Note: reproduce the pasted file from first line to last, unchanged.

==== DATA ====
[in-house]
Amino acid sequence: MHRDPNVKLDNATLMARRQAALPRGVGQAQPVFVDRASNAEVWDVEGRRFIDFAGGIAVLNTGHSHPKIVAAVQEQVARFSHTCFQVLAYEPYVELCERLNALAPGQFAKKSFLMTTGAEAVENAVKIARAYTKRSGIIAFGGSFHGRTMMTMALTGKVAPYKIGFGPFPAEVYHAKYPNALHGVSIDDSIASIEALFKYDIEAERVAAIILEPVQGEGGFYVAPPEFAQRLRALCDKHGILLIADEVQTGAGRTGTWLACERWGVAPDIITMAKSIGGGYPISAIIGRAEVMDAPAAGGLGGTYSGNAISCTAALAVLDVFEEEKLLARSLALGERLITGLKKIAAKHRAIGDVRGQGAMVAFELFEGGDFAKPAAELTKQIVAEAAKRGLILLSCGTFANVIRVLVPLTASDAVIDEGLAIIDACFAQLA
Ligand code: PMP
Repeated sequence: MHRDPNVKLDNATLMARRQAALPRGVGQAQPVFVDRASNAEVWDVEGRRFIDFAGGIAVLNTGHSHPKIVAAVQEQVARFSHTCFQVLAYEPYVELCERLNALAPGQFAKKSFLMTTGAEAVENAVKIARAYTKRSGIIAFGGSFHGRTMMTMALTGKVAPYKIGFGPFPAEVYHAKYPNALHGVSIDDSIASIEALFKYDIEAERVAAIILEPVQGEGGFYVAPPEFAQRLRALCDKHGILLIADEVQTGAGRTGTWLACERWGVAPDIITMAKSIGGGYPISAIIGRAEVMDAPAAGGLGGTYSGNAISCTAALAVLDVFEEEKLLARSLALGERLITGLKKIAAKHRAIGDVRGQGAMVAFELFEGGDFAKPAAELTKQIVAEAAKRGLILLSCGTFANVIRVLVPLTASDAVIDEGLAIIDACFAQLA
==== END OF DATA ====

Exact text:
[in-house]
Amino acid sequence: MHRDPNVKLDNATLMARRQAALPRGVGQAQPVFVDRASNAEVWDVEGRRFIDFAGGIAVLNTGHSHPKIVAAVQEQVARFSHTCFQVLAYEPYVELCERLNALAPGQFAKKSFLMTTGAEAVENAVKIARAYTKRSGIIAFGGSFHGRTMMTMALTGKVAPYKIGFGPFPAEVYHAKYPNALHGVSIDDSIASIEALFKYDIEAERVAAIILEPVQGEGGFYVAPPEFAQRLRALCDKHGILLIADEVQTGAGRTGTWLACERWGVAPDIITMAKSIGGGYPISAIIGRAEVMDAPAAGGLGGTYSGNAISCTAALAVLDVFEEEKLLARSLALGERLITGLKKIAAKHRAIGDVRGQGAMVAFELFEGGDFAKPAAELTKQIVAEAAKRGLILLSCGTFANVIRVLVPLTASDAVIDEGLAIIDACFAQLA
Ligand code: PMP
Repeated sequence: MHRDPNVKLDNATLMARRQAALPRGVGQAQPVFVDRASNAEVWDVEGRRFIDFAGGIAVLNTGHSHPKIVAAVQEQVARFSHTCFQVLAYEPYVELCERLNALAPGQFAKKSFLMTTGAEAVENAVKIARAYTKRSGIIAFGGSFHGRTMMTMALTGKVAPYKIGFGPFPAEVYHAKYPNALHGVSIDDSIASIEALFKYDIEAERVAAIILEPVQGEGGFYVAPPEFAQRLRALCDKHGILLIADEVQTGAGRTGTWLACERWGVAPDIITMAKSIGGGYPISAIIGRAEVMDAPAAGGLGGTYSGNAISCTAALAVLDVFEEEKLLARSLALGERLITGLKKIAAKHRAIGDVRGQGAMVAFELFEGGDFAKPAAELTKQIVAEAAKRGLILLSCGTFANVIRVLVPLTASDAVIDEGLAIIDACFAQLA